What We’ve Learned About Suicide Terrorism since 9/11

This article appeared in the Chicago Tribune on September 11, 2006.

The attacks of September 11th, 2001 brought us face to face with the horror of suicide terrorism. In the years since, pundits have painted al Qaeda as a fearless enemy motivated by insatiable religious hatred. Amid prognostications of doom, we lost sight of the truth: that suicide terrorism is a tactic, not an enemy, and that beneath the religious rhetoric with which it is perpetrated, it occurs largely in the service of secular aims. Suicide terrorism is mainly a response to foreign occupation rather than a product of Islamic fundamentalism.

Al Qaeda is a paradoxical entity: a group with territorial concerns but no territory of its own. It came about in response to the presence of thousands of American troops on the Arabian Peninsula after 1990, and recruited terrorists for suicide missions with the primary aim of forcing them out. Though it speaks of Americans as infidels, al Qaeda is less concerned with converting us to Islam than removing us from Arab and Muslim lands, and it was in this cause that it attacked our embassies in Kenya and Tanzania in 1998, the U.S.S. Cole in 2000, and the World Trade Center and Pentagon on 9/11.

Above all, Al Qaeda seeks to coerce democratic governments into changing their foreign policies. Since 2001, it has achieved a significant degree of success in dividing the West, by concentrating on vulnerable U.S. allies like France, Germany and Turkey, attacking tourists and foreign workers from north Africa to Indonesia.

There is no better way to understand the enemy than to listen to how it recruits new suicide bombers to kill us. In July, Al Qaeda released its most recent recruitment video, encouraging Muslims to carry out new attacks similar to the July 7 bombings in London last year. The video is stunning in its absence of religious declamation.

The first speaker is Shehzad Tanweer, one of the actual 7/7 bombers, who explains that he intended to punish "the non-Muslims of Britain" because "your government has openly supported the genocide of over 15,000 innocent Muslims in Fallujah," the site of a major Western military operation in Iraq in 2004.

The second speaker is Ayman Al-Zawahiri, Al Qaeda's second in command, who reiterates that "Shehzad's motivation was the repression which the British are perpetrating in Iraq" and other Muslim countries.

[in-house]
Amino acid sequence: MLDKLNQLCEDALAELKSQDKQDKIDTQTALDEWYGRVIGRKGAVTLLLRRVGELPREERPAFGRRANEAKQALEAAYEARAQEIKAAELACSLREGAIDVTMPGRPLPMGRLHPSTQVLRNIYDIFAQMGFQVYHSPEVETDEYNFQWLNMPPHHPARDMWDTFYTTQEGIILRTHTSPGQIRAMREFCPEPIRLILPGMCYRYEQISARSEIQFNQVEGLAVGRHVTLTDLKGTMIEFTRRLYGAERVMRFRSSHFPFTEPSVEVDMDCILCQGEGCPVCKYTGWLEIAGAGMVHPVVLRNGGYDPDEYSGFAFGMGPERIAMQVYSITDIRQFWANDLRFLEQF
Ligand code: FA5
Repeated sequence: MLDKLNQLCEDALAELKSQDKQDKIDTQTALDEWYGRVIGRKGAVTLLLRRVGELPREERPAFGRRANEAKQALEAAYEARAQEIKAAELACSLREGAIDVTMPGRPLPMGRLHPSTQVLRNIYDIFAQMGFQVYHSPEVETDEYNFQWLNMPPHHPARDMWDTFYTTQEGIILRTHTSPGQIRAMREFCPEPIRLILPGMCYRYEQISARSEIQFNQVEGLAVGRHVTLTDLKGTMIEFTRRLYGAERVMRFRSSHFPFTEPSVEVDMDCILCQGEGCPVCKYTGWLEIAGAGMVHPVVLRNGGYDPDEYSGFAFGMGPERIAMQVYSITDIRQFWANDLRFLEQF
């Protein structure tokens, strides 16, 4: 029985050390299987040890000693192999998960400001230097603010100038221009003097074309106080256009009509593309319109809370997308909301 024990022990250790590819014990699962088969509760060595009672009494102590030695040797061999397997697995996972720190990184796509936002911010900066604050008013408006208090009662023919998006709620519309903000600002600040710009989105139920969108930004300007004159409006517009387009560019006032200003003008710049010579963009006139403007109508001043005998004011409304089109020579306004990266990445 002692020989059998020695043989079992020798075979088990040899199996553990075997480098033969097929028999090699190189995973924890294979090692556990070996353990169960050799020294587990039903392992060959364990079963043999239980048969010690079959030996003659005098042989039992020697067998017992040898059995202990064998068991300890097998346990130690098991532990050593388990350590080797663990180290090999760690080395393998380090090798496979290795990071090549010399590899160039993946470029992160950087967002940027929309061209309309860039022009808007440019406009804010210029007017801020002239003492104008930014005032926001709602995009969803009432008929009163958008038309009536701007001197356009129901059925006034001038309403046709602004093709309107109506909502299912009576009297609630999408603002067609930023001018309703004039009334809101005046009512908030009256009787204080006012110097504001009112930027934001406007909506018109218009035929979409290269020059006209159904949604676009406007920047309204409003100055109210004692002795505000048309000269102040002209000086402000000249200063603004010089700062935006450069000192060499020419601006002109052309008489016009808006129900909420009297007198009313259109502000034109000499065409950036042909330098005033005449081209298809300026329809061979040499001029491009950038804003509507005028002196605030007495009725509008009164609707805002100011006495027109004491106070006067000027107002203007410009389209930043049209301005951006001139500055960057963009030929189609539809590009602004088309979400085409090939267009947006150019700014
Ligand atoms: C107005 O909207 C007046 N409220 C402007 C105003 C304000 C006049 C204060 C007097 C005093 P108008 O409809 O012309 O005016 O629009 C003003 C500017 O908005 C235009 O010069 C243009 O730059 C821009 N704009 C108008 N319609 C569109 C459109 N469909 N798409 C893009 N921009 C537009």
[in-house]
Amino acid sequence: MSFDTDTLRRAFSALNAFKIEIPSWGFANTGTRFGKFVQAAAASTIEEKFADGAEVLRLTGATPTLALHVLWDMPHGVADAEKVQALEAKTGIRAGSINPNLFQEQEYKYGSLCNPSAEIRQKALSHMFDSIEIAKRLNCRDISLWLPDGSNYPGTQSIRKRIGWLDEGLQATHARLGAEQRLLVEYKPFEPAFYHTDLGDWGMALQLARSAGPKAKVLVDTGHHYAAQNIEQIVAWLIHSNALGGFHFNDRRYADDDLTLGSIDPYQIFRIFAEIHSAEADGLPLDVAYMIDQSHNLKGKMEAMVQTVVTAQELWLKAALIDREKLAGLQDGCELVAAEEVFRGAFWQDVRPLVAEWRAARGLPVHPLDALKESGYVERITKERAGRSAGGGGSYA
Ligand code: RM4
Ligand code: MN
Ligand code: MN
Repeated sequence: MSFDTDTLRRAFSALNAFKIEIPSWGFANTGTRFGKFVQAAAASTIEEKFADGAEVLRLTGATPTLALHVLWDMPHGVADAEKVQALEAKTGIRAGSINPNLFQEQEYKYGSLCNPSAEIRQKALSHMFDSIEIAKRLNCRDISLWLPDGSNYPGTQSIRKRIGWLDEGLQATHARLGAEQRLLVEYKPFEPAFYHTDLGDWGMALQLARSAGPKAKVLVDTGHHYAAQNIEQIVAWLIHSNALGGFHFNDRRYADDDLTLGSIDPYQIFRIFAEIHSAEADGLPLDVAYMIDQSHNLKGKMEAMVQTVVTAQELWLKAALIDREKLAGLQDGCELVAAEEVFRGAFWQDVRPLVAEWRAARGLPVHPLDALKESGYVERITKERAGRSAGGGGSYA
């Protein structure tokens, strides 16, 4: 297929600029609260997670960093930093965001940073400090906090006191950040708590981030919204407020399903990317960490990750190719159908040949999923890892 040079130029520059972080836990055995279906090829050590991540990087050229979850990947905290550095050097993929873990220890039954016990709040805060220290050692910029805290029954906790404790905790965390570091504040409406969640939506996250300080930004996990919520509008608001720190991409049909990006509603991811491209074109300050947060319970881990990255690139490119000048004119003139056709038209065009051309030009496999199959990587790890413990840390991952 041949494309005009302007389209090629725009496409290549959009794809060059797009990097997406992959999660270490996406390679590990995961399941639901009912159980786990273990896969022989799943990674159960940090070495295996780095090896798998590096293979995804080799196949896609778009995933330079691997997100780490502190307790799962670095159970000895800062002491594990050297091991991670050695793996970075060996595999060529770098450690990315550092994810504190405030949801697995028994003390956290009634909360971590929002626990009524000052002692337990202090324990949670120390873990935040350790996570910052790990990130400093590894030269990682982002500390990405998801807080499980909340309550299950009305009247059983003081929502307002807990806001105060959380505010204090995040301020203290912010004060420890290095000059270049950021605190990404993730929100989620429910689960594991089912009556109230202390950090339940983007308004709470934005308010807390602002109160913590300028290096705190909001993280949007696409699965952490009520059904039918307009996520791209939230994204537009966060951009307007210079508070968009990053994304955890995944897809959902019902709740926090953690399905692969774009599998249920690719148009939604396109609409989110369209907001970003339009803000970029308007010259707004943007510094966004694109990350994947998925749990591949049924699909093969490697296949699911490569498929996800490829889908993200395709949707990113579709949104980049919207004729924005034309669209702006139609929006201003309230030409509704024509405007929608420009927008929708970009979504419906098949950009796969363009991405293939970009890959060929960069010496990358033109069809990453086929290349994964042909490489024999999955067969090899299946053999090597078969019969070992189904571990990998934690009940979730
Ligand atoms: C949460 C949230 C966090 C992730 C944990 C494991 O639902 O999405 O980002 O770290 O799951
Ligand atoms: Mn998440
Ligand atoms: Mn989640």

Finally, the main event: Adam Gadahn, a 28-year old American citizen, born of Jewish and Christian parents, who converted to Islam as a teenager and has lived with Al Qaeda in Afghanistan and Pakistan since 1998. Gadahn is the new voice -- and new weapon -- of Al Qaeda. In his long recruitment appeal, he never mentions 72 virgins or the benefits Islamic martyrs receive in Heaven. Instead, he speaks to an earthly motive: revenge for Western military atrocities in Iraq and Afghanistan.

"I know [Western combat forces] killed and maimed civilians in their strikes because I've seen it with my own eyes ... I've carried the victims in my arms: women, children, toddlers, babies in their mother's wombs," Gadahn says. "When we bomb their cities and civilians like they bomb ours, or destroy their infrastructure and means of transportation like they destroy ours ... they should blame no one but themselves. Because they are the ones who started this dirty war and they are the ones who will end it ... by pulling out of our region and keeping their hands out of our affairs."

To make sense of Al Qaeda's campaign against the United States and its allies, I compiled data on the 71 terrorists who took their own lives carrying out attacks sponsored by Osama bin Laden's network between 1995 and 2004. These men are drawn from two groups: those who feel harmed and humiliated by foreign military occupation, and those who identify with the plight of a kindred ethnic group under foreign occupation.

Although British authorities thwarted last month's airliner attack plot, the arrest and detention of two dozen individuals in the U.K. reveals that Al Qaeda continues to draw strength from disaffected European Muslims, whose anger over Western combat operations in Muslim lands motivates them to take up arms. If it could no longer draw recruits from the Muslim countries where there is an American and Western combat presence, however, the remaining transnational network would pose a far smaller threat.

From 2002 to the end of 2005, Al Qaeda carried out over 17 suicide and other terrorist bombings, killing nearly 700 people – more attacks and victims than in all the years before 9/11 combined. Most Americans would like to believe that Western counter-terrorism efforts have weakened al Qaeda, but by the measure that counts – the ability of the group to kill us – it is stronger today than it was before 9/11.

We must understand that suicide terrorism results more from foreign occupation than Islamic fundamentalism, and conduct the war accordingly.

Robert A. Pape

Robert A. Pape is professor of political science at the University of Chicago and the author of the forthcoming Cato Institute paper "Suicide Terrorism and Democracy: What We've Learned since 9/11."